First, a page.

Talk about conviction. Now that the flow of oil in the Gulf
of Mexico is growing and containment efforts are proceeding
at a snail’s pace, the talk of shutting down the leak through brute force—the
nuclear option—has intensified among outspoken pundits, energy experts, and
But top officials say “no way”, go so far
as to call the proposal “crazy”. As a workable option, though, it’s not all
that radical. The force of an explosion of a several kiloton nuclear device, if
positioned properly, should snap the well shut.
The logistical problem, discounting the certain public
outcry, is where to touch off the device to make sure it works as advertised. According
to the few successful efforts by the Russians in the 1960s to extinguish
gas-well fires, the detonations were positioned around 1,000 feet underground just
meters from the well bore. In the case of BP’s leaking well, the bore is at
6,000 feet. Detonating the device beneath 1,000 feet of rock would theoretically
turn the rock to glass, plugging the hole permanently. Is there a risk the
blast could simply create a radioactive oil leak, or make the leak even worse?
Yes. But even Tony Hayward concedes in his testimony
before Congress today that his company has been more successful in rounding
up the oil than in stopping the flow. Which is to say, not at all.
BP, of course, has little other choice. The U.S. government
would have to be willing to take over the effort for the nukes to appear on the
table, and BP would probably go bankrupt before then. But what if it were to
come to that? For brief time in the early 1960s Project Plowshare explored the
use of nuclear bombs for peacetime activities. At the time, the deleterious effects
of airborne radiation were not widely appreciated, and it was thought that,
like dynamite, fissile explosions could revolutionize large-scale engineering
projects. There were plans in the U.S.
to use Peaceful Nuclear Explosions—the name for the official program which had
several restrictions, including yields under 150 kT—to accomplish major tasks,
like widening the Panama Canal and creating an artificial harbor in Alaska, in the blink of
an eye. The Russians, with their transparently named “Nuclear
Explosions for the National Economy” program, went further by actually
conducting projects like diamond mining (few diamonds, but lots of radiation),
river damming (the infamous 140-kT Chagan
test that mostly served to anger the U.S.), and seismological shifting for the
oil and gas industry (a near calamity when the Volga threatened to flood the explosion
In the U.S.,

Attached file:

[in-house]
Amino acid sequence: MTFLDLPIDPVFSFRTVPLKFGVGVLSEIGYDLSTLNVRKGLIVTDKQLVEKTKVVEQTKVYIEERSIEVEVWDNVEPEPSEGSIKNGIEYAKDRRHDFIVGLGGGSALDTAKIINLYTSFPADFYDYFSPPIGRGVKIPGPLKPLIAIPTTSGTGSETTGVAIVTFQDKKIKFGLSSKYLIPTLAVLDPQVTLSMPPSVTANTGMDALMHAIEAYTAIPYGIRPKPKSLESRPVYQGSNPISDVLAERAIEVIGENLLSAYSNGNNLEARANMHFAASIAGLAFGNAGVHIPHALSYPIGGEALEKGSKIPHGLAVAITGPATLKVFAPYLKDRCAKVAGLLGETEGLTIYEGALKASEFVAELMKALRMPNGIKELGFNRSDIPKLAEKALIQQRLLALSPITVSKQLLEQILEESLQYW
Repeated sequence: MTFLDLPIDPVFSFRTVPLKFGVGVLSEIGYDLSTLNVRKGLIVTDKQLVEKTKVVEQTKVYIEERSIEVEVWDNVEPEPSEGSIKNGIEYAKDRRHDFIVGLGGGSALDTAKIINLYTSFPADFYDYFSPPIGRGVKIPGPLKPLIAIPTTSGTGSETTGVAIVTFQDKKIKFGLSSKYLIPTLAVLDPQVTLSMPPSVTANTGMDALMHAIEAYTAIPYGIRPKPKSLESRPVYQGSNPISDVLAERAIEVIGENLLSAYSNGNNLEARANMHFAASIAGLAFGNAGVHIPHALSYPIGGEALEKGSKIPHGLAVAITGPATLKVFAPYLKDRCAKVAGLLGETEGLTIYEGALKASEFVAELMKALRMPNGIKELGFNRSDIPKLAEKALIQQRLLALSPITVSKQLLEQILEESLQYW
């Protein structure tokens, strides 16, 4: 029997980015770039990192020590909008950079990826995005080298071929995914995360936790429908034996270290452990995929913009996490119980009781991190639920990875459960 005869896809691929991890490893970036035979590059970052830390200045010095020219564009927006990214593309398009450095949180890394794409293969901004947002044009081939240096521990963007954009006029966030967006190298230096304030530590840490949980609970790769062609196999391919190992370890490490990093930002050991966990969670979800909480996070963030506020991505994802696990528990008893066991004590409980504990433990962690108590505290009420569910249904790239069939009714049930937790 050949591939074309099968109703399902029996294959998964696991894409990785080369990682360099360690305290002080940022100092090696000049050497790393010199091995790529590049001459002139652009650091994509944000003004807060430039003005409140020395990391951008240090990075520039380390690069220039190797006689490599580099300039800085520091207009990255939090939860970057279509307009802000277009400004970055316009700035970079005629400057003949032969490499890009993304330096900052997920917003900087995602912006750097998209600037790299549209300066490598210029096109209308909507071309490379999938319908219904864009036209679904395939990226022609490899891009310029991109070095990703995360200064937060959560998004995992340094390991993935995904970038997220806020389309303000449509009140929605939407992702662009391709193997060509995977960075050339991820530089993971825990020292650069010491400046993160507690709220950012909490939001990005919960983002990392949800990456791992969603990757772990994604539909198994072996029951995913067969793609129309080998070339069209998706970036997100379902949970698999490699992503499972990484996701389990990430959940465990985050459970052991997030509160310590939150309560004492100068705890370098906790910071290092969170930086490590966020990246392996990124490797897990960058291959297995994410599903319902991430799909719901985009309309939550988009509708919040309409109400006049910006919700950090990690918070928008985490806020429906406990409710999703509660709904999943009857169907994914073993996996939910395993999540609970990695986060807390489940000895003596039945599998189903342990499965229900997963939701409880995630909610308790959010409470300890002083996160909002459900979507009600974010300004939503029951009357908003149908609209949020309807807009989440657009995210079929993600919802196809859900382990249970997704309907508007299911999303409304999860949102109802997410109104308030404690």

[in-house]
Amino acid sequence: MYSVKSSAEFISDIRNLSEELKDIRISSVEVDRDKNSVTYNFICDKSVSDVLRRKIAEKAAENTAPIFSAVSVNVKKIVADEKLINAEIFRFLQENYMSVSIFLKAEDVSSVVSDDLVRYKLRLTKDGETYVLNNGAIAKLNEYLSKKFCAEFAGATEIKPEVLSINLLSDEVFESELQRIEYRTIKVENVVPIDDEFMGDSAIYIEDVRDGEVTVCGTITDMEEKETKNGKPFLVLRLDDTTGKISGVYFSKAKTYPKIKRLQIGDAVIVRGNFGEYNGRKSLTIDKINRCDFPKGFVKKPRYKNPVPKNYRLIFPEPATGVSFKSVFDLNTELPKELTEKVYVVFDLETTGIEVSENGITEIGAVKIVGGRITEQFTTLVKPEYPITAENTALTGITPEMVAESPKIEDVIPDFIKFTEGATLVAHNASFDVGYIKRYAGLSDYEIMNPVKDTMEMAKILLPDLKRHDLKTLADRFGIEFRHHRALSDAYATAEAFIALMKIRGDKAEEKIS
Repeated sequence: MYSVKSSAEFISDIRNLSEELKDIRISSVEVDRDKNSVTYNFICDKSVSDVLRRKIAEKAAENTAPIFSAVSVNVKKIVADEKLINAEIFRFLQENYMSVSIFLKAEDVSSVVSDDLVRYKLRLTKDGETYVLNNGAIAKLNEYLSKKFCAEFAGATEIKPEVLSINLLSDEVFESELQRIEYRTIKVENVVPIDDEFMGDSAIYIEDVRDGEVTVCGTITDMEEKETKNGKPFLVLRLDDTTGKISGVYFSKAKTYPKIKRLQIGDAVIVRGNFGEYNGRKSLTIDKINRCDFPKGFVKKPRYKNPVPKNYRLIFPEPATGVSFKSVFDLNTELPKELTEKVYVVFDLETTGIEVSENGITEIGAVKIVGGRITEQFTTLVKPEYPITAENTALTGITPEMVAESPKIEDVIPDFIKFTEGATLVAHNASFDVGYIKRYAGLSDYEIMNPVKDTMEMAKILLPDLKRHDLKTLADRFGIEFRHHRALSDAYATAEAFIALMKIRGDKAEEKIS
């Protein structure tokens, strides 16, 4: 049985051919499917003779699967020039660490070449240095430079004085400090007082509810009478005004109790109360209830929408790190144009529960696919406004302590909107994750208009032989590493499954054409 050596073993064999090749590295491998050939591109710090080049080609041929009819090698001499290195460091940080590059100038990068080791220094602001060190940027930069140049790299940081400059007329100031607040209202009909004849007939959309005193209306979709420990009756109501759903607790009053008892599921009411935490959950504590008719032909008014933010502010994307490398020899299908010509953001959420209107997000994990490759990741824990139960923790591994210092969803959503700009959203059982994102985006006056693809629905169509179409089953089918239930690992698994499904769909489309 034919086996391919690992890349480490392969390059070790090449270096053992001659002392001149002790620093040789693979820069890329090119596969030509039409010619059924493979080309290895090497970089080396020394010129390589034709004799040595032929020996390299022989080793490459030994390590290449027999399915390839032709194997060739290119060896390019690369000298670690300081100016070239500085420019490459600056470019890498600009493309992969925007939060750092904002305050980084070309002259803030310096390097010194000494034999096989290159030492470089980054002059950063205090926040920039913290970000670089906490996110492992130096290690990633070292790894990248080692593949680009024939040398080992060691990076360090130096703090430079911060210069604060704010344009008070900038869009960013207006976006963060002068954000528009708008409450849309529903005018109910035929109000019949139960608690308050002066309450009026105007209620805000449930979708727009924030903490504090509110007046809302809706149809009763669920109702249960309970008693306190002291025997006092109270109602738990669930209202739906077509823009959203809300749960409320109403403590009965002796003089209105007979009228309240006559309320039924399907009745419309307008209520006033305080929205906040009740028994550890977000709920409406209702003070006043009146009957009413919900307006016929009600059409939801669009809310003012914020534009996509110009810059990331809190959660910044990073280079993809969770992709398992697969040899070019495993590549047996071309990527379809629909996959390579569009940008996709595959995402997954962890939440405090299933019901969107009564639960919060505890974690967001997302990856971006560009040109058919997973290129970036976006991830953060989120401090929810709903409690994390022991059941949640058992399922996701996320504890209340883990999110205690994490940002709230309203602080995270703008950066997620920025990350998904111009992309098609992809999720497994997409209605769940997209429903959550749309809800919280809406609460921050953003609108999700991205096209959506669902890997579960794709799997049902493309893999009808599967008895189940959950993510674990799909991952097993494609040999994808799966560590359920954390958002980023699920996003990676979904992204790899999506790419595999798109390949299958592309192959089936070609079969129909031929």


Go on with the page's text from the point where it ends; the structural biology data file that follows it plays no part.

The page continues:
aboveground tests quickly soured on a public that by then was well aware of the
hazards of radiation poisoning, so the tests were realigned to help the energy industry
by stimulating the flow of natural gas in difficult deposits. The first such
test, Project Gnome, was a failure after the desired flow didn’t appear and the
public expressed some understandable reservations over being supplied with
radionuclide-laced gas. There were subsidiary experiments. The effort to pipe
water through the superhot cavity to generate steam for electricity was
inspired by the finding that 30% of the energy released by the bomb was
converted to heat in the rock, but rapid cooling would kill the steam
generation quickly. Another aim to recover useful radionuclides at the
explosion source was also impracticable.
But the seismological portion of the experiment was
considered a success, and Project Gnome, believe it or not, pointed the way to
a theory that a bomb could be used to reduce the viscosity of oil in the
Athabascan Tar Sands in Alberta, Canada, and aid
recovery. Obviously, that theory was never explored as Project Plowshare fizzled.
This was probably fortunate as the Russians met with calamity after calamity. Even
now, natural gas wells near the Nevada Test Site have to skirt around
radioactive cavities created by hundreds of nuclear tests.
If we want to plug the well tomorrow, a nuclear blast is the
best way to get it done. But peacetime nukes have too much liability. The U.S. has signed
numerous treaties that would stay its hand, even if it were in charge of the
oil recovery and leak stoppage effort, which it isn’t. And we must consider the
3.1-kT Project Gnome, which created radioactive leaks despite being detonated
more than 1,100 feet underground. We can’t discount the fact that nobody has
ever bothered trying to detonate a nuke under nearly a mile of ocean.
The option of using a Massive Ordnance Air Blast bomb—a conventional
explosive—to collapse the well pipe has also recently
been floated. But again, the risk of worsening the leak and destroying the
borehole is high. Higher, perhaps, than with a nuclear bomb.
This much is clear, however. If the relief well and cap
strategy works—and some say a relief well has a 95% chance of neutralizing a
leaky well—we will have a dodged a bullet. And a potential nuclear calamity on
top of an oily one. Just give it some time.